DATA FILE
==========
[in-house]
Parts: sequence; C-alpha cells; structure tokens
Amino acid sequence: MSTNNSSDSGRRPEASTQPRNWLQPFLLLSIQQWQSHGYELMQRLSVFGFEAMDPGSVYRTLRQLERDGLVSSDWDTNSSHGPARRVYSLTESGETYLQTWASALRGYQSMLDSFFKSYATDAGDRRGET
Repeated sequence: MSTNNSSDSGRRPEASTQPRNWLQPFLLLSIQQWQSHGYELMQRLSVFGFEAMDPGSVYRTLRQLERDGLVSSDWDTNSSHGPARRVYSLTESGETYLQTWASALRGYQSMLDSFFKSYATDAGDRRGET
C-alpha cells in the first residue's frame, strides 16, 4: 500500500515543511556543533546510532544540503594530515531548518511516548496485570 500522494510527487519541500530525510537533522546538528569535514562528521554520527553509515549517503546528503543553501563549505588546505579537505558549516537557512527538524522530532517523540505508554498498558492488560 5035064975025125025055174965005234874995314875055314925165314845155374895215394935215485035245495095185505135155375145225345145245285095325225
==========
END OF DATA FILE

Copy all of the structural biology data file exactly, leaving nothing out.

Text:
[in-house]
Parts: sequence; C-alpha cells; structure tokens
Amino acid sequence: MSTNNSSDSGRRPEASTQPRNWLQPFLLLSIQQWQSHGYELMQRLSVFGFEAMDPGSVYRTLRQLERDGLVSSDWDTNSSHGPARRVYSLTESGETYLQTWASALRGYQSMLDSFFKSYATDAGDRRGET
Repeated sequence: MSTNNSSDSGRRPEASTQPRNWLQPFLLLSIQQWQSHGYELMQRLSVFGFEAMDPGSVYRTLRQLERDGLVSSDWDTNSSHGPARRVYSLTESGETYLQTWASALRGYQSMLDSFFKSYATDAGDRRGET
C-alpha cells in the first residue's frame, strides 16, 4: 500500500515543511556543533546510532544540503594530515531548518511516548496485570 500522494510527487519541500530525510537533522546538528569535514562528521554520527553509515549517503546528503543553501563549505588546505579537505558549516537557512527538524522530532517523540505508554498498558492488560 5035064975025125025055174965005234874995314875055314925165314845155374895215394935215485035245495095185505135155375145225345145245285095325225